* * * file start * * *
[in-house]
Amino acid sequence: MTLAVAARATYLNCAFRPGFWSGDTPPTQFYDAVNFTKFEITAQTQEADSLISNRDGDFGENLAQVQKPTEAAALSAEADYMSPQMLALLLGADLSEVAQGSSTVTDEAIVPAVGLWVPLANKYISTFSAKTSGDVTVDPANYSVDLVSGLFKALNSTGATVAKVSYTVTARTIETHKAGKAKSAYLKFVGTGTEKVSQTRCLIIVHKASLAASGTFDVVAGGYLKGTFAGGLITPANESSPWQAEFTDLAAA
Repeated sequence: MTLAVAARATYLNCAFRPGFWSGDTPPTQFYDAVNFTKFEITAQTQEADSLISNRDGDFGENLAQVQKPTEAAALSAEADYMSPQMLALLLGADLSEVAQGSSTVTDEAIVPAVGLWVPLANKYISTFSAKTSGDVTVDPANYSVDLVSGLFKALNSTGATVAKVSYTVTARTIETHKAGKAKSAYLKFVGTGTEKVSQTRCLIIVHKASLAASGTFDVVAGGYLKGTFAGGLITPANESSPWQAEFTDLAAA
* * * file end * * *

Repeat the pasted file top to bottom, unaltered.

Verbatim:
[in-house]
Amino acid sequence: MTLAVAARATYLNCAFRPGFWSGDTPPTQFYDAVNFTKFEITAQTQEADSLISNRDGDFGENLAQVQKPTEAAALSAEADYMSPQMLALLLGADLSEVAQGSSTVTDEAIVPAVGLWVPLANKYISTFSAKTSGDVTVDPANYSVDLVSGLFKALNSTGATVAKVSYTVTARTIETHKAGKAKSAYLKFVGTGTEKVSQTRCLIIVHKASLAASGTFDVVAGGYLKGTFAGGLITPANESSPWQAEFTDLAAA
Repeated sequence: MTLAVAARATYLNCAFRPGFWSGDTPPTQFYDAVNFTKFEITAQTQEADSLISNRDGDFGENLAQVQKPTEAAALSAEADYMSPQMLALLLGADLSEVAQGSSTVTDEAIVPAVGLWVPLANKYISTFSAKTSGDVTVDPANYSVDLVSGLFKALNSTGATVAKVSYTVTARTIETHKAGKAKSAYLKFVGTGTEKVSQTRCLIIVHKASLAASGTFDVVAGGYLKGTFAGGLITPANESSPWQAEFTDLAAA